My first real mistake as an owner was the management of the airplanes first overhaul (though cynics might point, instead, to the decision to purchase an airplane in the first place). It was the unplanned result of finding significant metal in the oil filter during a routine annual and naturally it happened in the middle of the prime flying season. I had limited time to personally oversee the repair and my overriding concern was to make the airplane operational again as soon as possible; setting the stage for another painful lesson in ownership.
The diagnosis was failed crankshaft bearings, necessitating a level of intrusion commensurate with an overhaul, but since I had only specified a repair, the additional work that would have satisfied an overhaul and the associated reset of the engine run time was not done. It was a short-sighted, rookie mistake. Worst still, I was unaware that the cylinders that had been replaced as part of the last overhaul, had a known history of experiences failures some five hundred hours short of TBO – and therefore would soon requirement replacement. It would prove to the be the first, but sadly not the last time I learned that trying to avoid a more significant expense in the short term would end up costing more in the long run. By attempting to minimize down time and overlooking a more complete consideration of the big picture, I inadvertently set myself up for future head and heart ache to come.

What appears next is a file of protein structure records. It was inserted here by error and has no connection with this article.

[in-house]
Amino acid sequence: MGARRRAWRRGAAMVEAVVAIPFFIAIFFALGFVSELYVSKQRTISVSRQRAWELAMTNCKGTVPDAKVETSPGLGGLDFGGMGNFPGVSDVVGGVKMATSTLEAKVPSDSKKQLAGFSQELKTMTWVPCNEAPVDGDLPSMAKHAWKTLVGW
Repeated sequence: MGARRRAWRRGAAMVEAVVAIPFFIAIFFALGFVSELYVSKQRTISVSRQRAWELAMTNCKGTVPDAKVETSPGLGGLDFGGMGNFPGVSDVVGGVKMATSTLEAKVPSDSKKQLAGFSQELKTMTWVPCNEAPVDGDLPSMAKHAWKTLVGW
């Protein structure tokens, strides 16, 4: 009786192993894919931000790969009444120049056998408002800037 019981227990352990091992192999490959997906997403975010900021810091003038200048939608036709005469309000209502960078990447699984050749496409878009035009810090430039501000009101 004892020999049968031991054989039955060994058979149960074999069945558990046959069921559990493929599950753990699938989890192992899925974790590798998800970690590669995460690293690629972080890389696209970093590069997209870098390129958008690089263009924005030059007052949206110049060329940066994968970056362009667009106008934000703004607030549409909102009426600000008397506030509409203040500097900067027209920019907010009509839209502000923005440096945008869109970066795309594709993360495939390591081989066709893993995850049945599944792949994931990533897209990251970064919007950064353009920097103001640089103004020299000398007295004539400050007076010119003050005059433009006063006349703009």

When a few years later, once again in the middle of the prime flying season, one cylinder failed and a crack was found in a second, I seized the opportunity to compound my mistake. More money was thrown at two replacement cylinders to keep the plane flying in the months it would take to now schedule a proper overhaul. But perhaps my expensive education was beginning to take root, for as I pondered the choice between a $33K overhaul and a $43K factory new engine, the difference seemed trivial compared with the potential for mitigating future trouble. Pain had accelerated my learning with respect to aircraft engines, but in time I would come to appreciate how many other, lower profile systems, were lying in wait.